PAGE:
This month Val discovers the power of reaching out to friends both new and old and the value of getting specialist advice from the experts
There are many charities out there that specialise in various aspects of help. The British Red Cross lend disability aids for 3 months at a time and you can renew the agreement. It only takes a donation. I got a walking stick. However, I then went ahead and bought one from Amazon. They are only about £10 and are worth every penny.
Social media magic
I put out a message on Facebook that I needed to borrow a wheelchair. I had an immediate response from a couple of friends and they came round to deliver it. It was a fold-up one, and although it was lightweight and I was able to load it into the car, it was very hard to push and bumpy for John. However, they gave it to us.
Social media is a wonderful way to get help. We borrowed wheelchairs from supermarkets and finally bought one of our own. Although it’s heavy to lift into the car, it gives John a more comfortable ride and is easy to push. When I had bought the wheelchair and the stick, I donated the first wheelchair to the British Red Cross.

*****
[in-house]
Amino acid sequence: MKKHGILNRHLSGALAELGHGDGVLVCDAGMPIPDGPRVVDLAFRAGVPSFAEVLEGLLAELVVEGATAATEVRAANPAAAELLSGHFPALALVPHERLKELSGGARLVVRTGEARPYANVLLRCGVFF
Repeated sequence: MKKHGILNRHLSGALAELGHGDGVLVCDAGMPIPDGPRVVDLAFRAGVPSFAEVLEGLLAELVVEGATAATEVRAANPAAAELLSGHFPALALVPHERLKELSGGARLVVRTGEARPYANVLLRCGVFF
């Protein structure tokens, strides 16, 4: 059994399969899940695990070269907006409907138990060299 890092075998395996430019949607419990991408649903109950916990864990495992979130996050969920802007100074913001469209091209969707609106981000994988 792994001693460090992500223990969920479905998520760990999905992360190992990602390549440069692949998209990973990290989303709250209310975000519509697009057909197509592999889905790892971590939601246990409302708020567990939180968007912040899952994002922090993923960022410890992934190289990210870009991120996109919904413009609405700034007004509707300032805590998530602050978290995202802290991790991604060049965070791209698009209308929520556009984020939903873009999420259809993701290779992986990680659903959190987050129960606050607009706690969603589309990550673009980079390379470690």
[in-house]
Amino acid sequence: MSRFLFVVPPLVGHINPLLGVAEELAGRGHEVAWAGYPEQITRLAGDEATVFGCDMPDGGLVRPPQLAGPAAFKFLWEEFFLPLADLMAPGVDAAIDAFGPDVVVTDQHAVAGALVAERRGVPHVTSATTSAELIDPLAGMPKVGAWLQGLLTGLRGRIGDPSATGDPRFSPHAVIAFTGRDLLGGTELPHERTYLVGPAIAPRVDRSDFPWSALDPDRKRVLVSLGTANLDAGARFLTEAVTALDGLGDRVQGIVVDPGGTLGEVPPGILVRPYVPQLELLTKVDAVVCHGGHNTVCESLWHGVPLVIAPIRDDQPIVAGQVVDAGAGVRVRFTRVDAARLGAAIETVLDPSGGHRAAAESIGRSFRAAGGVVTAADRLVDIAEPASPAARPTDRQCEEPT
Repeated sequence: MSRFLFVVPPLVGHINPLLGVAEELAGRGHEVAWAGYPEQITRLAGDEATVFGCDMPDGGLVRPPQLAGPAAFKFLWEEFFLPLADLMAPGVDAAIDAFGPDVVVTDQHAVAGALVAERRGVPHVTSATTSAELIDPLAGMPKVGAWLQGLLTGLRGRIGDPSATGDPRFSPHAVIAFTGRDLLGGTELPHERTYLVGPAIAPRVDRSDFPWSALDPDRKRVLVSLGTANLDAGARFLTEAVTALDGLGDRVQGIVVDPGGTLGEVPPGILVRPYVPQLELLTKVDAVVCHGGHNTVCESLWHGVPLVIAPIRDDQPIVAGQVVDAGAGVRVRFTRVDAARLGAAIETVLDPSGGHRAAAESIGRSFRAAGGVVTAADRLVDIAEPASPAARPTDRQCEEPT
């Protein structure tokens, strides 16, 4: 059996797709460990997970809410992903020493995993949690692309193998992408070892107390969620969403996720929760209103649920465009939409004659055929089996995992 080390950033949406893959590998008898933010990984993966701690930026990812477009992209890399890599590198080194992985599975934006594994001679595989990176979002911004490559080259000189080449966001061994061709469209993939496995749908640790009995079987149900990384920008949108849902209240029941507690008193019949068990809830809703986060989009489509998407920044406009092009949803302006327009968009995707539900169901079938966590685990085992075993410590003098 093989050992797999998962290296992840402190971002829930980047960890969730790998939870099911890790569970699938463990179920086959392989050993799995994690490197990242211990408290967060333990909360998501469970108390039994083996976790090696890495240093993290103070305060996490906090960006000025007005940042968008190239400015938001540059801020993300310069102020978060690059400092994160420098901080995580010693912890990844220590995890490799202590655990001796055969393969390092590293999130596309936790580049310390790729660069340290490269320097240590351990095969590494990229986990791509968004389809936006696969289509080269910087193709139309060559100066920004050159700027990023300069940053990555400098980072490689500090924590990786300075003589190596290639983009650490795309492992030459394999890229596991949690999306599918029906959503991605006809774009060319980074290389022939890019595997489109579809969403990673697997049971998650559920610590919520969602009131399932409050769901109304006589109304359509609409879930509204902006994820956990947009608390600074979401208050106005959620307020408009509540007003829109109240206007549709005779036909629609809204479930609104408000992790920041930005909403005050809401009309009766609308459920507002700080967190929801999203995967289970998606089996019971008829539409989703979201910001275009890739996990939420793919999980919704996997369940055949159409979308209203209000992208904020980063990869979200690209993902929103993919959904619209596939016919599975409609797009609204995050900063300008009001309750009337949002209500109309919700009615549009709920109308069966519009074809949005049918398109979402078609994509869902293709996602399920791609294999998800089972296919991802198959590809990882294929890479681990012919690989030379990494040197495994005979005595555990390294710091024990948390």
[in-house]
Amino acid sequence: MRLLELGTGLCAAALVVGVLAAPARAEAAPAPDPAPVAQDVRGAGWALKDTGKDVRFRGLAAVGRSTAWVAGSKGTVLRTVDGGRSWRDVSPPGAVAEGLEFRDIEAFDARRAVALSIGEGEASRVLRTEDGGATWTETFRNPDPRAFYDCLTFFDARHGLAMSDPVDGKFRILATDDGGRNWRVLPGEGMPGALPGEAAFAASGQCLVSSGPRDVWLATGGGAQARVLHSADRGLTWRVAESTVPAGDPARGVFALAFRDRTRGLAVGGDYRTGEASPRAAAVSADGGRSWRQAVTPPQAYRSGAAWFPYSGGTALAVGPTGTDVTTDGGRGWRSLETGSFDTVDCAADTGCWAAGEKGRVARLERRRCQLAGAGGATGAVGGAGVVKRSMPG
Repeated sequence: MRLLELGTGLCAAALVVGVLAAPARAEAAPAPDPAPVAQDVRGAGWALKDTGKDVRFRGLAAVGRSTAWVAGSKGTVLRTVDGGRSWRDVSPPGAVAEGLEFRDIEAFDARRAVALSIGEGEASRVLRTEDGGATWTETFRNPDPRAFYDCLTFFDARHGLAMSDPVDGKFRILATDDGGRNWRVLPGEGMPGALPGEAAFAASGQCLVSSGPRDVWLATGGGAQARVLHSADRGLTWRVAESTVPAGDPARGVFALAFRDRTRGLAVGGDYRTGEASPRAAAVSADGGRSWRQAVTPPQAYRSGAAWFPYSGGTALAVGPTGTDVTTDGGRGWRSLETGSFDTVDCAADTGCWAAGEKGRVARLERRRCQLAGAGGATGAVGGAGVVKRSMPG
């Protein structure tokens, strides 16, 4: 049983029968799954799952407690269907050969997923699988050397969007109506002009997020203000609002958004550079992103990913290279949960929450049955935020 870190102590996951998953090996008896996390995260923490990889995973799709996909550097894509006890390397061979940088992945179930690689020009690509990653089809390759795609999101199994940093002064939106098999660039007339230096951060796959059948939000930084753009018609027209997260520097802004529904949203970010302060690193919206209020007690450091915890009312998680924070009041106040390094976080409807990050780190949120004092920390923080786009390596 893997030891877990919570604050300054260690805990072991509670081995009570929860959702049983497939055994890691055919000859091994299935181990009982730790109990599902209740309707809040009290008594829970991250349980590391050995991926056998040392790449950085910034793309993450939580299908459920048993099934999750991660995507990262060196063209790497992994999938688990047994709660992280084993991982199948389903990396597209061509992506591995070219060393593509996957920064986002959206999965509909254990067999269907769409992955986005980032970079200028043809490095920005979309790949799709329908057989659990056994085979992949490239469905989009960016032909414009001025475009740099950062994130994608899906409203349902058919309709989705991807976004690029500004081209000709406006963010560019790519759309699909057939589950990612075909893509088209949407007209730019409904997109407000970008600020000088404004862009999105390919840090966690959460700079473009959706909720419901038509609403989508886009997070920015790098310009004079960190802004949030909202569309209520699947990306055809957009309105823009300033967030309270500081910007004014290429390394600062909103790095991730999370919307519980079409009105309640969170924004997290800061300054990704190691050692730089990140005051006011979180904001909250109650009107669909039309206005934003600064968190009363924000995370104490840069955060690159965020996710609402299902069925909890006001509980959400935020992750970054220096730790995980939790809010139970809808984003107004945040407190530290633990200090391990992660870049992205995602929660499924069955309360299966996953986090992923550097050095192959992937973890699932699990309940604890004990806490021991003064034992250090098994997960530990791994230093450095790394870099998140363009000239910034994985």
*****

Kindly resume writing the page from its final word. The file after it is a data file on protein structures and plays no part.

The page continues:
A little help from my friends…
Support also came from three neighbours who volunteered to be on the call list and have keys. This meant I could then start to go out in the evening twice a week and pop to the shops if necessary. Apparently some people tend to forget about the needs of the carer. But in my case I was looked after by neighbours, friends and close family members. Respite is extremely important.
A pendant alarm we got free from the council (as mentioned last month) was installed. The alarm meant that if John fell or something similar, he could press the pendant around his neck and the intercom would be activated. Help would be there quickly via the key holders.
One thing I couldn’t have done before John was finally diagnosed was check out the specialist knowledge at the Parkinson’s UK website. Almost every condition has a charity dealing with it and they in turn will have a website. The information there can make sufferers and their carers feel less alone and advise on benefits and grants that are available.
We also found the Rainbow Centre, based in Fareham which helps sufferers find strategies to deal with certain disabilities. However, John was not in a good place at the time, so again, we were too early to try it. It will be something to think about maybe going back to later.
Next month: Val and John get a boost from the Blue Badge system and discovering the free transport on offer to save the cost and hassle of getting around and parking.
Read the previous Val for Money blog posts.